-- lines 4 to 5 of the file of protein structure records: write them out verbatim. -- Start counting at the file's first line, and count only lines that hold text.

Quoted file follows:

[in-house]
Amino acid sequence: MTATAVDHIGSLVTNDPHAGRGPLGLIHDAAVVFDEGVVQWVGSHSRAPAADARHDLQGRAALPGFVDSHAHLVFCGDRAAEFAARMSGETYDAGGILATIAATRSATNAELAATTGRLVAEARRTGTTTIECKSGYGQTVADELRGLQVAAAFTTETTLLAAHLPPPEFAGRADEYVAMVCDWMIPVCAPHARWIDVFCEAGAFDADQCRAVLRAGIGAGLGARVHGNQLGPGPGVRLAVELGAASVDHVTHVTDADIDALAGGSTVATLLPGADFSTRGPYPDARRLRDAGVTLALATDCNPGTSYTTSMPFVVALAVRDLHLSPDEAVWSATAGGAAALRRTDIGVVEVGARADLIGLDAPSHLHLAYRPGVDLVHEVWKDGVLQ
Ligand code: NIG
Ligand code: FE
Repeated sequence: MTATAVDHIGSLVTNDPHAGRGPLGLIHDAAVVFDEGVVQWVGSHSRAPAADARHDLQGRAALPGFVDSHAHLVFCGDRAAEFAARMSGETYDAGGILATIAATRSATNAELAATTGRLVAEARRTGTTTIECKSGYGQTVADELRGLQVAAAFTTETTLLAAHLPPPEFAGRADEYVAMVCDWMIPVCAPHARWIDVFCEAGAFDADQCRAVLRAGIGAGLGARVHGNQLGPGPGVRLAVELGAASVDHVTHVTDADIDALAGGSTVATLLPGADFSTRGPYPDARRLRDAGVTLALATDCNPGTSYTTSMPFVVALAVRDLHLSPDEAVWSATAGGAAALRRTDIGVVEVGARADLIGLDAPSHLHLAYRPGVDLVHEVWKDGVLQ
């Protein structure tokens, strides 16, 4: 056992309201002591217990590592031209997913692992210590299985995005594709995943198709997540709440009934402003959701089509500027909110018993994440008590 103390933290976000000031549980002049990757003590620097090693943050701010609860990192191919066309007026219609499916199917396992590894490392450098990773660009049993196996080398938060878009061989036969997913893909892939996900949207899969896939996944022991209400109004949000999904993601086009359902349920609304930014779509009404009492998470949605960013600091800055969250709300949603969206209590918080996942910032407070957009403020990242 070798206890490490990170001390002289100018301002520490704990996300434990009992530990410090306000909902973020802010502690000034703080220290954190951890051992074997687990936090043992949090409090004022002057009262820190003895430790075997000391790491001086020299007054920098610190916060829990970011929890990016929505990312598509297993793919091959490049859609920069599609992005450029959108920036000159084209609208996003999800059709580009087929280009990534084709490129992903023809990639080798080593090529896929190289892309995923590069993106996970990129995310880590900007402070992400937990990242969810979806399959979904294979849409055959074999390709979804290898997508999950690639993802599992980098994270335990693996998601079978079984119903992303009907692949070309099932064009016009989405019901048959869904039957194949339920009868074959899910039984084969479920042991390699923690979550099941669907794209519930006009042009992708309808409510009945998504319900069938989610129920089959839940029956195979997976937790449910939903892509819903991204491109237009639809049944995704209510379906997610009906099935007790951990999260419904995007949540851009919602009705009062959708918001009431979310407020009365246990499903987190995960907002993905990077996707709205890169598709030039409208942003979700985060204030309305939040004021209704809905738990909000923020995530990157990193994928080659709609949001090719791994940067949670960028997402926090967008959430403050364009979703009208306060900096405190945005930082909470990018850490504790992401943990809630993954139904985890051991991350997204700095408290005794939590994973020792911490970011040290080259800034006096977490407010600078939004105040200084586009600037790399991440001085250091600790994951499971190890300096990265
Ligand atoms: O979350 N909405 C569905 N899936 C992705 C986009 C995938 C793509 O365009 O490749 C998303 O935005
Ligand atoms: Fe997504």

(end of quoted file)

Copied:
Ligand code: FE
Repeated sequence: MTATAVDHIGSLVTNDPHAGRGPLGLIHDAAVVFDEGVVQWVGSHSRAPAADARHDLQGRAALPGFVDSHAHLVFCGDRAAEFAARMSGETYDAGGILATIAATRSATNAELAATTGRLVAEARRTGTTTIECKSGYGQTVADELRGLQVAAAFTTETTLLAAHLPPPEFAGRADEYVAMVCDWMIPVCAPHARWIDVFCEAGAFDADQCRAVLRAGIGAGLGARVHGNQLGPGPGVRLAVELGAASVDHVTHVTDADIDALAGGSTVATLLPGADFSTRGPYPDARRLRDAGVTLALATDCNPGTSYTTSMPFVVALAVRDLHLSPDEAVWSATAGGAAALRRTDIGVVEVGARADLIGLDAPSHLHLAYRPGVDLVHEVWKDGVLQ